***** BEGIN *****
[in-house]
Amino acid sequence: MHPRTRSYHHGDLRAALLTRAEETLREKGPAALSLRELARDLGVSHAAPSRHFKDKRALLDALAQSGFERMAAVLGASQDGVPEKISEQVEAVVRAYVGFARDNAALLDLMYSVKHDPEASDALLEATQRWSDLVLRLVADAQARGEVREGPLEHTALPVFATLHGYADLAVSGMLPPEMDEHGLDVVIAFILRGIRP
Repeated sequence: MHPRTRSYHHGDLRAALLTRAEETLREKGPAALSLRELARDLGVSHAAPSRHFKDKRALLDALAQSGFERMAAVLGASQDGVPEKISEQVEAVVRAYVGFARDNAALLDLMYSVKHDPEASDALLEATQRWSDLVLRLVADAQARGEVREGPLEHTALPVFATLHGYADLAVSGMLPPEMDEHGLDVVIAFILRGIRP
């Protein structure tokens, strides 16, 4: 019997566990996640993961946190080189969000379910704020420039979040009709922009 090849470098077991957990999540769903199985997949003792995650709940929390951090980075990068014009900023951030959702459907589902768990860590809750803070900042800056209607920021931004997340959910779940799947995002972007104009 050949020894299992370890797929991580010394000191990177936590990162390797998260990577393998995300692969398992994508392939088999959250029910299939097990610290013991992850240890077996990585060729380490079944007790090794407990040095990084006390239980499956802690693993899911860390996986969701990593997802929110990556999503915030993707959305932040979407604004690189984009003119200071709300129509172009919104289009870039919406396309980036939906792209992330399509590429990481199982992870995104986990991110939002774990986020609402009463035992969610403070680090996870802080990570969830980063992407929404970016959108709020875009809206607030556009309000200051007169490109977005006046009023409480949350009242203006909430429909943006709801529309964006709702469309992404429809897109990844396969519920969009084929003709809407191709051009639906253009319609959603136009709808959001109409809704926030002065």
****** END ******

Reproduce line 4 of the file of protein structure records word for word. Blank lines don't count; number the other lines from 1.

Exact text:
């Protein structure tokens, strides 16, 4: 019997566990996640993961946190080189969000379910704020420039979040009709922009 090849470098077991957990999540769903199985997949003792995650709940929390951090980075990068014009900023951030959702459907589902768990860590809750803070900042800056209607920021931004997340959910779940799947995002972007104009 050949020894299992370890797929991580010394000191990177936590990162390797998260990577393998995300692969398992994508392939088999959250029910299939097990610290013991992850240890077996990585060729380490079944007790090794407990040095990084006390239980499956802690693993899911860390996986969701990593997802929110990556999503915030993707959305932040979407604004690189984009003119200071709300129509172009919104289009870039919406396309980036939906792209992330399509590429990481199982992870995104986990991110939002774990986020609402009463035992969610403070680090996870802080990570969830980063992407929404970016959108709020875009809206607030556009309000200051007169490109977005006046009023409480949350009242203006909430429909943006709801529309964006709702469309992404429809897109990844396969519920969009084929003709809407191709051009639906253009319609959603136009709808959001109409809704926030002065």